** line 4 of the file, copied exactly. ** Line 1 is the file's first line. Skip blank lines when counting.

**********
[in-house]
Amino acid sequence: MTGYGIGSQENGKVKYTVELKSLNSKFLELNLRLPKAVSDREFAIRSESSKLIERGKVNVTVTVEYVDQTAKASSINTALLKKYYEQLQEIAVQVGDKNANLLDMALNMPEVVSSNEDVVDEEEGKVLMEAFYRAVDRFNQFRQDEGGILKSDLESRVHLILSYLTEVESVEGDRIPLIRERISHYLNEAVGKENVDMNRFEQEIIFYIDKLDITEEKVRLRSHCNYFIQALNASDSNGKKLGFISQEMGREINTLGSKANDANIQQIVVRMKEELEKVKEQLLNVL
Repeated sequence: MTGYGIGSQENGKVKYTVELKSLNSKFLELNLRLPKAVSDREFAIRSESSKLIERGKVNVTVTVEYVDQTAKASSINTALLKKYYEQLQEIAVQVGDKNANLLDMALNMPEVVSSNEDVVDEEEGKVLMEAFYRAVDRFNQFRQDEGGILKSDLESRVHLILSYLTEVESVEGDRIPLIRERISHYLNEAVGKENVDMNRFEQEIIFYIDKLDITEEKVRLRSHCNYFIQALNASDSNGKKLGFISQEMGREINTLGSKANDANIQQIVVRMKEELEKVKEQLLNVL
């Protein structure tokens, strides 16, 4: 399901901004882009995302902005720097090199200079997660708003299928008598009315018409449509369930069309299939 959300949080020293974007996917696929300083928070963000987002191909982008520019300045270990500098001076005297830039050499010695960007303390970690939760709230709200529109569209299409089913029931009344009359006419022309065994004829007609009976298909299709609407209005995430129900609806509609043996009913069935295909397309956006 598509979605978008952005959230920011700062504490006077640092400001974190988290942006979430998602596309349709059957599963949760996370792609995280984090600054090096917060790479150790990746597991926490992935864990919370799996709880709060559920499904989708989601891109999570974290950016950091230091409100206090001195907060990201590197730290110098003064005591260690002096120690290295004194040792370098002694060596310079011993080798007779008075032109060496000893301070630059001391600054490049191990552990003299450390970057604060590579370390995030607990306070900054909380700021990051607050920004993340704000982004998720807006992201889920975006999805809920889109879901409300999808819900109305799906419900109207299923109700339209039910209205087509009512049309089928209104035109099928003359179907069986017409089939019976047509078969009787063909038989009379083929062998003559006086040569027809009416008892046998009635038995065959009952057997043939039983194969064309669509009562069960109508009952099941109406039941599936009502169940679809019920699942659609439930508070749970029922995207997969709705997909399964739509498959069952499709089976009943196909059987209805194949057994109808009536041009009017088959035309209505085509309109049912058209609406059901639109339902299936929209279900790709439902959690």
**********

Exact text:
């Protein structure tokens, strides 16, 4: 399901901004882009995302902005720097090199200079997660708003299928008598009315018409449509369930069309299939 959300949080020293974007996917696929300083928070963000987002191909982008520019300045270990500098001076005297830039050499010695960007303390970690939760709230709200529109569209299409089913029931009344009359006419022309065994004829007609009976298909299709609407209005995430129900609806509609043996009913069935295909397309956006 598509979605978008952005959230920011700062504490006077640092400001974190988290942006979430998602596309349709059957599963949760996370792609995280984090600054090096917060790479150790990746597991926490992935864990919370799996709880709060559920499904989708989601891109999570974290950016950091230091409100206090001195907060990201590197730290110098003064005591260690002096120690290295004194040792370098002694060596310079011993080798007779008075032109060496000893301070630059001391600054490049191990552990003299450390970057604060590579370390995030607990306070900054909380700021990051607050920004993340704000982004998720807006992201889920975006999805809920889109879901409300999808819900109305799906419900109207299923109700339209039910209205087509009512049309089928209104035109099928003359179907069986017409089939019976047509078969009787063909038989009379083929062998003559006086040569027809009416008892046998009635038995065959009952057997043939039983194969064309669509009562069960109508009952099941109406039941599936009502169940679809019920699942659609439930508070749970029922995207997969709705997909399964739509498959069952499709089976009943196909059987209805194949057994109808009536041009009017088959035309209505085509309109049912058209609406059901639109339902299936929209279900790709439902959690």